Microsoft Readies Surface Hub to Transform Collaboration

Mike Vizard
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With Microsoft gearing up to begin shipping its Surface Hub, which combines videoconferencing and whiteboard functionality inside 55 and 84-in. interactive displays, the stage is set for the company to change the way organizations think about collaboration and sharing data.

Mark Skoog, CTO for line of business solutions at the Microsoft Technology Center in Chicago, says the touch-enabled systems are only the beginning of Microsoft’s effort to transform how people use everything from whiteboards to business intelligence applications inside their organizations.

Based on Intel i7 class processors, the Microsoft Surface Hub incorporates technologies such as Kinect motion detecting software originally developed for gaming software and infrared tracking software that is able to follow users as they move about a room. Users can not only make use of all 10 fingers to create a presentation on a whiteboard, remote users can also log in using Skype videoconferencing software to participate in the meeting itself.

A little further down the road, Skoog says Microsoft will incorporate the Cortana personal assistant software, which the company developed to make it possible to issue verbal commands to Microsoft Surface Hub and even one day allow users to invoke Microsoft HoloLens 3D hologram software to let users visually step inside Microsoft PowerBI applications. The cameras that are embedded in the Surface Hub systems, meanwhile, will one day automatically recognize users as they enter a room using Windows Hello software, which will be included in Windows 10.

While the 84-in. version of the Microsoft Surface Hub weighs in at 280 pounds and is priced at $20,000, the 55-in. version, at 100 pounds, is priced at only $7,000. At that price point, Skoog says the Microsoft Surface Hub makes for a much less expensive approach to videoconferencing and collaboration than many previous systems that are not nearly as well integrated with applications. The Surface Hub works with a bevy of existing applications such as Microsoft PowerPoint, OneNote and Skype. While a 280-pound Microsoft Surface Hub will require its own dedicated pedestal, Skoog says the 55-in version is light enough to hang on a conference room wall.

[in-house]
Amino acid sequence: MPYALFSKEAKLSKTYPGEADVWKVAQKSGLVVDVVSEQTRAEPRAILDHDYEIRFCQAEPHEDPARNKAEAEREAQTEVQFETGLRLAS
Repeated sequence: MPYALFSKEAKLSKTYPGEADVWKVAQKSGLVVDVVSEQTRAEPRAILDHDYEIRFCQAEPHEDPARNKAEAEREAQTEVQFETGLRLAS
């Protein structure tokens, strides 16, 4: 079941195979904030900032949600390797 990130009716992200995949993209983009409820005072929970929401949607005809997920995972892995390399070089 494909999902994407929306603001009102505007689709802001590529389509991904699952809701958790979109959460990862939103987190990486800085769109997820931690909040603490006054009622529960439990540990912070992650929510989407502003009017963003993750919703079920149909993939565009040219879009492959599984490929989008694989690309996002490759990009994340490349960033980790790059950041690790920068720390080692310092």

Microsoft Surface Hub

Under the leadership of Microsoft CEO Satya Nadella, Microsoft has not only made enhancing productivity one of its core missions again, Skoog says that Microsoft is also no longer constrained by a mandate to only enter into business that generates at least a billion dollars in revenue. As such, the company today is becoming much more aggressive about bringing a variety of emerging technologies to market.


The degree to which Microsoft Surface Hub will transform collaboration remains to be seen. But the days when collaboration between large groups required entire conference rooms to be remodeled appears to be coming to an end. As such, it’s only a matter of time before these latest Microsoft productivity and collaboration technologies become more accessible both in terms of pricing and, just as importantly, what it actually takes to bring them to life.



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